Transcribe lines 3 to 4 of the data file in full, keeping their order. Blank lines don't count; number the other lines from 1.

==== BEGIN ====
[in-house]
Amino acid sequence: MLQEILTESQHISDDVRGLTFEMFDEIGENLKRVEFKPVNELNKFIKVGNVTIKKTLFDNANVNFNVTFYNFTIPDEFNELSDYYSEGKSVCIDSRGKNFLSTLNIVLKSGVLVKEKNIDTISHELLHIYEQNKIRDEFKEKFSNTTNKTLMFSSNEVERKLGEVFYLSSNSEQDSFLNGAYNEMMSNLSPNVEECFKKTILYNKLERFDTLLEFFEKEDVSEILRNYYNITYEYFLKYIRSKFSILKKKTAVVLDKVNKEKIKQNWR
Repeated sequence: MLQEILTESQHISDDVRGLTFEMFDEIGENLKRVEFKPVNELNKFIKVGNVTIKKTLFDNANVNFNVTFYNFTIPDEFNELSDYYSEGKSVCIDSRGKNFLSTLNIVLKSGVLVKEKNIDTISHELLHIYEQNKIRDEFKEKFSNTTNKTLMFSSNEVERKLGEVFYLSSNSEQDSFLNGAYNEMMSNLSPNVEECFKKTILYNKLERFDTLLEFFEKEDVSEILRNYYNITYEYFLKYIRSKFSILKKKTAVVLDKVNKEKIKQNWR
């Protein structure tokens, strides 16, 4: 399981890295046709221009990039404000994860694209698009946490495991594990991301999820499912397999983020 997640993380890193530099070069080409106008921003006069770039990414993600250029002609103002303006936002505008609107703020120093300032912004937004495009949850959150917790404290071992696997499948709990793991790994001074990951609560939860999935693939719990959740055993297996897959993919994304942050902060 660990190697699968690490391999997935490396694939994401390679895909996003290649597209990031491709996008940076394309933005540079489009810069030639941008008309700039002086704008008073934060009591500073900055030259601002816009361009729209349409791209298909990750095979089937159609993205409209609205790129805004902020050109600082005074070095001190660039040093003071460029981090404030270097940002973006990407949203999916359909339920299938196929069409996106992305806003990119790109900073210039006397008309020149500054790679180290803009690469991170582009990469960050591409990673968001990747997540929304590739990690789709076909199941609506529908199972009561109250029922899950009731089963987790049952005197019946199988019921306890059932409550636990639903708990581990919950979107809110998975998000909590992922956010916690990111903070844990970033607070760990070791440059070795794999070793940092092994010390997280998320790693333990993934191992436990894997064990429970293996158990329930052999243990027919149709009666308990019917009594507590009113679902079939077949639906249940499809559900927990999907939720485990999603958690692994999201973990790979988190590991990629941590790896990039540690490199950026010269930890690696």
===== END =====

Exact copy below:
Repeated sequence: MLQEILTESQHISDDVRGLTFEMFDEIGENLKRVEFKPVNELNKFIKVGNVTIKKTLFDNANVNFNVTFYNFTIPDEFNELSDYYSEGKSVCIDSRGKNFLSTLNIVLKSGVLVKEKNIDTISHELLHIYEQNKIRDEFKEKFSNTTNKTLMFSSNEVERKLGEVFYLSSNSEQDSFLNGAYNEMMSNLSPNVEECFKKTILYNKLERFDTLLEFFEKEDVSEILRNYYNITYEYFLKYIRSKFSILKKKTAVVLDKVNKEKIKQNWR
């Protein structure tokens, strides 16, 4: 399981890295046709221009990039404000994860694209698009946490495991594990991301999820499912397999983020 997640993380890193530099070069080409106008921003006069770039990414993600250029002609103002303006936002505008609107703020120093300032912004937004495009949850959150917790404290071992696997499948709990793991790994001074990951609560939860999935693939719990959740055993297996897959993919994304942050902060 660990190697699968690490391999997935490396694939994401390679895909996003290649597209990031491709996008940076394309933005540079489009810069030639941008008309700039002086704008008073934060009591500073900055030259601002816009361009729209349409791209298909990750095979089937159609993205409209609205790129805004902020050109600082005074070095001190660039040093003071460029981090404030270097940002973006990407949203999916359909339920299938196929069409996106992305806003990119790109900073210039006397008309020149500054790679180290803009690469991170582009990469960050591409990673968001990747997540929304590739990690789709076909199941609506529908199972009561109250029922899950009731089963987790049952005197019946199988019921306890059932409550636990639903708990581990919950979107809110998975998000909590992922956010916690990111903070844990970033607070760990070791440059070795794999070793940092092994010390997280998320790693333990993934191992436990894997064990429970293996158990329930052999243990027919149709009666308990019917009594507590009113679902079939077949639906249940499809559900927990999907939720485990999603958690692994999201973990790979988190590991990629941590790896990039540690490199950026010269930890690696």